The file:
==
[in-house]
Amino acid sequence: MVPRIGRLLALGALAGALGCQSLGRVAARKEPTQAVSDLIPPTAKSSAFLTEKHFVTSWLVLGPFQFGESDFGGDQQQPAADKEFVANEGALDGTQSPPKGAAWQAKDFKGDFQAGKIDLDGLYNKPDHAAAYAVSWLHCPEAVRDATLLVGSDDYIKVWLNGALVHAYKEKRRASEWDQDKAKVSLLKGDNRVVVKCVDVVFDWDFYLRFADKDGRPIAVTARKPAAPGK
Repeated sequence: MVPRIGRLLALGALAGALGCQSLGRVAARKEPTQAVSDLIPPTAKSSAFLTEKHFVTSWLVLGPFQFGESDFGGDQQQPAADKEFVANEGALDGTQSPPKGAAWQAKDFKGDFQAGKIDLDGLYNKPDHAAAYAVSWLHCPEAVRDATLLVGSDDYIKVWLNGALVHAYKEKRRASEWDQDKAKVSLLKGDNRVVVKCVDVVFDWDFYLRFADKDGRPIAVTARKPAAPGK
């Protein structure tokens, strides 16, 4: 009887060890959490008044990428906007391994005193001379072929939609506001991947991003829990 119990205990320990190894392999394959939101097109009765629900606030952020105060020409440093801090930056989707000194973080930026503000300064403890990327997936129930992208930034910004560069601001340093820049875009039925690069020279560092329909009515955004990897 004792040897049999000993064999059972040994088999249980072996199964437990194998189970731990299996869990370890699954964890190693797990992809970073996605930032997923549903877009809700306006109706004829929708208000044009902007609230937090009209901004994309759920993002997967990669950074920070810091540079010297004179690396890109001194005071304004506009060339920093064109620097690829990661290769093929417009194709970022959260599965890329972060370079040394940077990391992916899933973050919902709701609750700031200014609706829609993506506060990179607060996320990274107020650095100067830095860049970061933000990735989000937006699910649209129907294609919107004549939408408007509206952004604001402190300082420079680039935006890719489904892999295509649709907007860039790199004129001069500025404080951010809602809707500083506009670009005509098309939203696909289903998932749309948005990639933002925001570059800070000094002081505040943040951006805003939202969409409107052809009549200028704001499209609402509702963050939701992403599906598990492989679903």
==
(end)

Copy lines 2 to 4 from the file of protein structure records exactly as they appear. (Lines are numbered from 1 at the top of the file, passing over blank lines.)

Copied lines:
Amino acid sequence: MVPRIGRLLALGALAGALGCQSLGRVAARKEPTQAVSDLIPPTAKSSAFLTEKHFVTSWLVLGPFQFGESDFGGDQQQPAADKEFVANEGALDGTQSPPKGAAWQAKDFKGDFQAGKIDLDGLYNKPDHAAAYAVSWLHCPEAVRDATLLVGSDDYIKVWLNGALVHAYKEKRRASEWDQDKAKVSLLKGDNRVVVKCVDVVFDWDFYLRFADKDGRPIAVTARKPAAPGK
Repeated sequence: MVPRIGRLLALGALAGALGCQSLGRVAARKEPTQAVSDLIPPTAKSSAFLTEKHFVTSWLVLGPFQFGESDFGGDQQQPAADKEFVANEGALDGTQSPPKGAAWQAKDFKGDFQAGKIDLDGLYNKPDHAAAYAVSWLHCPEAVRDATLLVGSDDYIKVWLNGALVHAYKEKRRASEWDQDKAKVSLLKGDNRVVVKCVDVVFDWDFYLRFADKDGRPIAVTARKPAAPGK
């Protein structure tokens, strides 16, 4: 009887060890959490008044990428906007391994005193001379072929939609506001991947991003829990 119990205990320990190894392999394959939101097109009765629900606030952020105060020409440093801090930056989707000194973080930026503000300064403890990327997936129930992208930034910004560069601001340093820049875009039925690069020279560092329909009515955004990897 004792040897049999000993064999059972040994088999249980072996199964437990194998189970731990299996869990370890699954964890190693797990992809970073996605930032997923549903877009809700306006109706004829929708208000044009902007609230937090009209901004994309759920993002997967990669950074920070810091540079010297004179690396890109001194005071304004506009060339920093064109620097690829990661290769093929417009194709970022959260599965890329972060370079040394940077990391992916899933973050919902709701609750700031200014609706829609993506506060990179607060996320990274107020650095100067830095860049970061933000990735989000937006699910649209129907294609919107004549939408408007509206952004604001402190300082420079680039935006890719489904892999295509649709907007860039790199004129001069500025404080951010809602809707500083506009670009005509098309939203696909289903998932749309948005990639933002925001570059800070000094002081505040943040951006805003939202969409409107052809009549200028704001499209609402509702963050939701992403599906598990492989679903």